Taking Constructivism Seriously (Tom Ludwig, Hope)

Thomas Ludwig, Psychology Department, Hope College (ludwig@hope.edu) [April 3, 2017]

What Is Constructivism?

Constructivism is an approach to teaching and learning that emphasizes the active role of the student, claiming that students learn by constructing internal representations of the concepts and principles in a course (Piaget, 1973; Dewey, 1938; Vygotsky, 1962; Liu & Matthews, 2005). This educational philosophy is the basis for much of the current interest in “flipped” classrooms (where students learn course content from online materials outside of class time, then spend class sessions engaged in projects and discussions). “Blended” or “hybrid” courses represent a smaller step away from the traditional lecture model of instruction. Blended courses embrace constructivism in the sense that some of the course content is moved online to allow extra time for projects during class sessions, but also allow for some direct instruction during class sessions. This hybrid approach minimizes some of the negative outcomes of a pure constructivist pedagogy (see Kirschner, Sweller, & Clark, 2006).

Constructivism in Action

With support from a GLCA/Teagle grant, I compared two traditional classroom sections of introductory psychology with a smaller blended learning section that replaced the instructor’s lectures with collaborative learning projects involving oral presentations and website construction.

The traditional pedagogy group consisted of two 35-student sections. The class sessions for this group included a mixture of lecture, video clips, small-group discussions, and demonstration activities. The out-of-class activities including readings from the textbook and online quizzes covering textbook material. The blended pedagogy group consisted of one section of 16 students. These students read the same textbook and took the same online quizzes, but also completed extensive interactive online tutorials and demonstration activities that reinforced the textbook content. This group received no in-class lectures at all. Class sessions emphasized active learning in a structured collaborative format, in contrast to the relatively passive role that students play during a traditional lecture session. Students in this group were assigned to 4-person teams that worked together to gather and develop resource materials, construct class presentations, and build an instructional website. Both pedagogy groups took the same five in-class unit tests, and completed the same two major lab exercises culminating in formal lab reports.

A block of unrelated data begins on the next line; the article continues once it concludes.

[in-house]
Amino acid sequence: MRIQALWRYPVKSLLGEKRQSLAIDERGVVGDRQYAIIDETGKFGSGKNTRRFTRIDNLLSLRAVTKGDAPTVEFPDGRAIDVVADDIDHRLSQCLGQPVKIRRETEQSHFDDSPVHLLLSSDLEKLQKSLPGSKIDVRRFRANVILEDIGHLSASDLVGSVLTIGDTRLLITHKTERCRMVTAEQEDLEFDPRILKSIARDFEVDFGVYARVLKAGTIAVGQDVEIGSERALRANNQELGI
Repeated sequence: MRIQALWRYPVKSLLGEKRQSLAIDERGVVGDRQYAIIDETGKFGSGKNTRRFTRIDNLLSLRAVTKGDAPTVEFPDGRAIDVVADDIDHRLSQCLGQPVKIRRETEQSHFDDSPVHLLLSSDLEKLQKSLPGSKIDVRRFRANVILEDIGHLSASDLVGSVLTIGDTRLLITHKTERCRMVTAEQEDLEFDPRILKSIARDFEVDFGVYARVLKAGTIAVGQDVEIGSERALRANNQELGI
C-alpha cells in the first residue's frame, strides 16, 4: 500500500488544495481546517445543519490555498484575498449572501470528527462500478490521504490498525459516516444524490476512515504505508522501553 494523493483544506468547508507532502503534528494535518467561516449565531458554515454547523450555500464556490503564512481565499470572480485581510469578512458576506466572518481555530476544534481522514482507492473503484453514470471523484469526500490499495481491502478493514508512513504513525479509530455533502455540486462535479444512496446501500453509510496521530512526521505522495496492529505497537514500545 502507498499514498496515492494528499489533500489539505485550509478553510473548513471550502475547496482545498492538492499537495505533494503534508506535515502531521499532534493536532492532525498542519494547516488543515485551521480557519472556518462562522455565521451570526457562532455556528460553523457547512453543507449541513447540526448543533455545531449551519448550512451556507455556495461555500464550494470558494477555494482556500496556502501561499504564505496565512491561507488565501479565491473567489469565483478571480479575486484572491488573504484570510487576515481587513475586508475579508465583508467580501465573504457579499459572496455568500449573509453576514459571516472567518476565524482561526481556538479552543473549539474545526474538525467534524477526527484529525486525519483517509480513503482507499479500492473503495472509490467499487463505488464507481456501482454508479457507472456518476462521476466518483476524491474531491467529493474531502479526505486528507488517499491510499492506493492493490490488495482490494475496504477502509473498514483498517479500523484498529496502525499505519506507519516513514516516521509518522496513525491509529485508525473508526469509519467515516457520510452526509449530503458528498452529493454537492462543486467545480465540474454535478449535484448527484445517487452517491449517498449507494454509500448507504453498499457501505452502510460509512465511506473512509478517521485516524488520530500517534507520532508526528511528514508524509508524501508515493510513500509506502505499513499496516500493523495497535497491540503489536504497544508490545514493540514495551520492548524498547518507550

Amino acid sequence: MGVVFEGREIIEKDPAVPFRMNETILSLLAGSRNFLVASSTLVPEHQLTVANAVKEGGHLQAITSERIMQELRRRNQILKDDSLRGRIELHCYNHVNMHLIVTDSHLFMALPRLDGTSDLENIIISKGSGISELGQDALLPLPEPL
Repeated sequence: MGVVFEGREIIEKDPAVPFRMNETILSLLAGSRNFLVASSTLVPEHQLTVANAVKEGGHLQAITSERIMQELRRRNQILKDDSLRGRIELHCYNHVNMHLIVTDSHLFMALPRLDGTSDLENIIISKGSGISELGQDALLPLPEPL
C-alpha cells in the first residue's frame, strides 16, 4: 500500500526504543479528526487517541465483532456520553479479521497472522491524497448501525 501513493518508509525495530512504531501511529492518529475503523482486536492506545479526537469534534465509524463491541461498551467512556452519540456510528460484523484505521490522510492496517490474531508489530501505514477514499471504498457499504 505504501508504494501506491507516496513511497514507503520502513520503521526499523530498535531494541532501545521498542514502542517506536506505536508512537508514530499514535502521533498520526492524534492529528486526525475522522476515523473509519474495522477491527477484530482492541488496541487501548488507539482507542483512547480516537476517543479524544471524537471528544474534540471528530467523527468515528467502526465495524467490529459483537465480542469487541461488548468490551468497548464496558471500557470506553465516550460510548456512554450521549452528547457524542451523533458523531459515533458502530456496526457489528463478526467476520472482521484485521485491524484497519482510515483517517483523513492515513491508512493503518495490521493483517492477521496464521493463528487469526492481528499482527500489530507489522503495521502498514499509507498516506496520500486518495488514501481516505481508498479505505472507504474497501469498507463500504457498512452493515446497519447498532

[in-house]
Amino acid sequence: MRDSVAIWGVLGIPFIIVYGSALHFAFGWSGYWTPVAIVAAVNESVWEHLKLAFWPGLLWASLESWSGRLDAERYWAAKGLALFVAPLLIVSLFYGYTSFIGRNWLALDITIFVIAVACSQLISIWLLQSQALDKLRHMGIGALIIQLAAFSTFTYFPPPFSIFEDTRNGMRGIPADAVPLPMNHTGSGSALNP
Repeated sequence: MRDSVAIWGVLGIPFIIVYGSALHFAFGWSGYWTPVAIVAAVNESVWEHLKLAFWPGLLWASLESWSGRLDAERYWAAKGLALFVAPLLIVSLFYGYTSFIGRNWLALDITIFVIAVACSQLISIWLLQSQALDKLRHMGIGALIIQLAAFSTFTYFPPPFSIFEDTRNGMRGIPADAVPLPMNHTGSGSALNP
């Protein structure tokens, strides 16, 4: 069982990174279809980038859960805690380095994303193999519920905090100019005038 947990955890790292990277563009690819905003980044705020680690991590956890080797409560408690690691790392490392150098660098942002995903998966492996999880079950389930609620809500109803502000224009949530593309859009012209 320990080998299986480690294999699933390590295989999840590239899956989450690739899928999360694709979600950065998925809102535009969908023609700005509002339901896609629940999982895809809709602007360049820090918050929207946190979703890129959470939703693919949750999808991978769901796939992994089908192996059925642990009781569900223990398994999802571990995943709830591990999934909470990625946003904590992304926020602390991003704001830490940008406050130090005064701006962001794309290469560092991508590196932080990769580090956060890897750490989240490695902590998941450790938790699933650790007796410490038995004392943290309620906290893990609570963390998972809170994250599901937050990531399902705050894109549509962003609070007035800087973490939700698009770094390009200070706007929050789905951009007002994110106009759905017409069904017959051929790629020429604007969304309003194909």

Assessing the Impact of Constructivism

The project assessment employed a pre-test of prior psychology knowledge, followed by periodic assessments of content mastery using the quizzes, tests, and lab reports. In addition, all students completed pre-post measures of student motivation and learning strategies, as well as a course evaluation at Week 5 and again at the end of the 14-week semester.

The results of the project demonstrated some important benefits of the constructivist approach used in the blended learning section. Mastery of course content was equivalent across groups, but the evaluations revealed that the blended pedagogy group rated the course significantly higher in helping them develop skills in the use of computer technology and library research facilities, in helping them develop oral communication skills, and in fostering creativity. In addition, the blended pedagogy group included many positive comments about the value of working on team projects, presenting their projects in class, and learning from the other teams.

Drawing Conclusions

Assessment results suggest that eliminating the traditional lectures did not reduce the content comprehension of students in the blended pedagogy group (but note that these students did receive some direct instruction through oral presentations by other students). By freeing class time to be used in collaborative projects, this constructivist approach appears to have increased student motivation and engagement in the class, as well as nurtured skills that will be very useful for these students in the remainder of their college courses. Is this something you could try in your own courses?



Dewey, J. (1938). Experience and education. New York: Collier.

Kirschner, P. A., Sweller, J., & Clark, R. E. (2006). Why minimal guidance during instruction does not work: An analysis of the failure of constructivist, discovery, problem-based, experiential, and inquiry-based teaching. Educational Psychologist, 41, 75-86.

Liu, C. H., & Matthews, R. (2005). Vygotsky’s philosophy: Constructivism and its criticisms examined. International Education Journal, 6, 386-399.

Piaget, J. (1973). To understand is to invent: The future of education (translated by George-Anne Roberts). New York: Grossman.

Vygotsky, L. S. (1962). Thought and language. Cambridge, MA: MIT Press